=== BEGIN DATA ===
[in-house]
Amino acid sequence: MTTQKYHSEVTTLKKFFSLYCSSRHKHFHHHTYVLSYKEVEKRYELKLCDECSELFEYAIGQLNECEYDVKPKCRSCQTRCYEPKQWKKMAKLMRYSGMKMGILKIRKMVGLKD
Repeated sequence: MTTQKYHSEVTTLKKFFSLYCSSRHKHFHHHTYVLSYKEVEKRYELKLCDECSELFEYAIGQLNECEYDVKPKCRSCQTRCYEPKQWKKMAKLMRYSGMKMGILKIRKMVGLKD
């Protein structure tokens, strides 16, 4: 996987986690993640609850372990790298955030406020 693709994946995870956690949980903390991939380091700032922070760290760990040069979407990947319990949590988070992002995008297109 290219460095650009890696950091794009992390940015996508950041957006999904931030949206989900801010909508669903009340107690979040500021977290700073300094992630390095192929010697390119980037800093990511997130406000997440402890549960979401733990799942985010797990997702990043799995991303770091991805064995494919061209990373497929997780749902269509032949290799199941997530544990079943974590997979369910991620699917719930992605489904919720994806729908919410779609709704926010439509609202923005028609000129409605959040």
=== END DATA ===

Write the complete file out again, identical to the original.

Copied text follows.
[in-house]
Amino acid sequence: MTTQKYHSEVTTLKKFFSLYCSSRHKHFHHHTYVLSYKEVEKRYELKLCDECSELFEYAIGQLNECEYDVKPKCRSCQTRCYEPKQWKKMAKLMRYSGMKMGILKIRKMVGLKD
Repeated sequence: MTTQKYHSEVTTLKKFFSLYCSSRHKHFHHHTYVLSYKEVEKRYELKLCDECSELFEYAIGQLNECEYDVKPKCRSCQTRCYEPKQWKKMAKLMRYSGMKMGILKIRKMVGLKD
């Protein structure tokens, strides 16, 4: 996987986690993640609850372990790298955030406020 693709994946995870956690949980903390991939380091700032922070760290760990040069979407990947319990949590988070992002995008297109 290219460095650009890696950091794009992390940015996508950041957006999904931030949206989900801010909508669903009340107690979040500021977290700073300094992630390095192929010697390119980037800093990511997130406000997440402890549960979401733990799942985010797990997702990043799995991303770091991805064995494919061209990373497929997780749902269509032949290799199941997530544990079943974590997979369910991620699917719930992605489904919720994806729908919410779609709704926010439509609202923005028609000129409605959040």